Double Cross: 3 of 4: The True Story of the D-Day Spies by Ben Macintyre

Oct 12, 12:00 AM

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(Photo: Dummy landing craft

War Office official photographer - This is photograph H 42527 from the collections of the Imperial War Museums.

Dummy landing craft used as decoys in south-eastern harbours in the period before D-Day.

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This work created by the United Kingdom Government is in the public domain. This is because it is one of the following: It is a photograph taken prior to 1 June 1957; or It was published prior to 1968; or It is an artistic work other than a photograph or engraving (e.g. a painting) which was created prior to 1968. HMSO has declared that the expiry of Crown Copyrights applies worldwide (ref: HMSO Email Reply) More information. See also Copyright and Crown copyright artistic works.View more

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Double Cross: 3 of 4: The True Story of the D-Day Spies by Ben Macintyre

https://www.amazon.com/Double-Cross-Story-D-Day-Spies/dp/0307888754/ref=tmmhrdswatch0?encoding=UTF8&qid=&sr=

In Double Cross, New York Times bestselling author Ben Macintyre returns with the untold story of one of the greatest deceptions of World War II, and of the extraordinary spies who achieved it.

On June 6, 1944, 150,000 Allied troops landed on the beaches of Normandy and suffered an astonishingly low rate of casualties. D-Day was a stunning military accomplishment, but it was also a masterpiece of trickery. Operation Fortitude, which protected and enabled the invasion, and the Double Cross system, which specialized in turning German spies into double agents, deceived the Nazis into believing that the Allies would attack at Calais and Norway rather than Normandy. It was the most sophisticated and successful deception operation ever carried out, ensuring Allied victory at the most pivotal point in the war.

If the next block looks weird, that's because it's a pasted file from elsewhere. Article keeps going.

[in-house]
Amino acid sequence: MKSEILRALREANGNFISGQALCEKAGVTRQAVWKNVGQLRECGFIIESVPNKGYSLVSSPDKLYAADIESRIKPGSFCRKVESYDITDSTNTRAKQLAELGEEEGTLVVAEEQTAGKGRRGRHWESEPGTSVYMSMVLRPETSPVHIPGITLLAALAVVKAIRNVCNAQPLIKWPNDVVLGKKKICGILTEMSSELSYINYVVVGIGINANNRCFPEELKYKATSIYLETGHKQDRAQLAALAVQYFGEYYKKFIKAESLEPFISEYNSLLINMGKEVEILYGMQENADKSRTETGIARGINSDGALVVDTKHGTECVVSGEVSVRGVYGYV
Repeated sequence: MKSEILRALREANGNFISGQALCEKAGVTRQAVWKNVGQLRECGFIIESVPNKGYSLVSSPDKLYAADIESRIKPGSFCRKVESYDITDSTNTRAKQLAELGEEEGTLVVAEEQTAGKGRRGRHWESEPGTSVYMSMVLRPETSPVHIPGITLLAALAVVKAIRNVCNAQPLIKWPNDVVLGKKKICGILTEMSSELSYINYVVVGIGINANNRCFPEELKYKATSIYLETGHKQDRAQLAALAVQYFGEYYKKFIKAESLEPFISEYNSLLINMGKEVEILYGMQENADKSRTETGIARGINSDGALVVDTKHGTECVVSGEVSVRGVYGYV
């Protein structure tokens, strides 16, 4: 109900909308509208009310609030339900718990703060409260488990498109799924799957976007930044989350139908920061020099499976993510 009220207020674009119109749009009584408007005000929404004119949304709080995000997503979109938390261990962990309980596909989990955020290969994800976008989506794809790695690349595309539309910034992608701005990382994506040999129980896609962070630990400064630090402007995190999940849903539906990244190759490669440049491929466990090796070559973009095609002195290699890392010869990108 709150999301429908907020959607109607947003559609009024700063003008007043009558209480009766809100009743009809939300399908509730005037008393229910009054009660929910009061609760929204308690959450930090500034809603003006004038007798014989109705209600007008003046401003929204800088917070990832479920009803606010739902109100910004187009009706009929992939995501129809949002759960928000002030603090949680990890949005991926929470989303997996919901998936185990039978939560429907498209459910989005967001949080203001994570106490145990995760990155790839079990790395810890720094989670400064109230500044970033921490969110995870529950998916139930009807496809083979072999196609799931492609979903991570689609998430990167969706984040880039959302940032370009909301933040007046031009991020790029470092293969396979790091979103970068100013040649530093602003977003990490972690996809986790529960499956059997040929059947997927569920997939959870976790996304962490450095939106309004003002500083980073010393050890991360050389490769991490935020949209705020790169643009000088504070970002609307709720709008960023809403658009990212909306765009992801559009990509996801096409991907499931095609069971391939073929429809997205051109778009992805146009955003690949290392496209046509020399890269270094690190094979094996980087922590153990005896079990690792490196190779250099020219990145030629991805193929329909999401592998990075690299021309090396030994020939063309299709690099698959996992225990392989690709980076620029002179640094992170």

This epic event has never before been told from the perspective of the key individuals in the Double Cross system, until now. These include its director (a brilliant, urbane intelligence officer), a colorful assortment of MI5 handlers (as well as their counterparts in Nazi intelligence), and the five spies who formed Double Cross’s nucleus: a dashing Serbian playboy, a Polish fighter-pilot, a bisexual Peruvian party girl, a deeply eccentric Spaniard, and a volatile Frenchwoman. The D-Day spies were, without question, one of the oddest military units ever assembled, and their success depended on the delicate, dubious relationship between spy and spymaster, both German and British. Their enterprise was saved from catastrophe by a shadowy sixth spy whose heroic sacrifice is revealed here for the first time.

With the same depth of research, eye for the absurd and masterful storytelling that have made Ben Macintyre an international bestseller, Double Cross is a captivating narrative of the spies who wove a web so intricate it ensnared Hitler’s army and carried thousands of D-Day troops across the Channel in safety.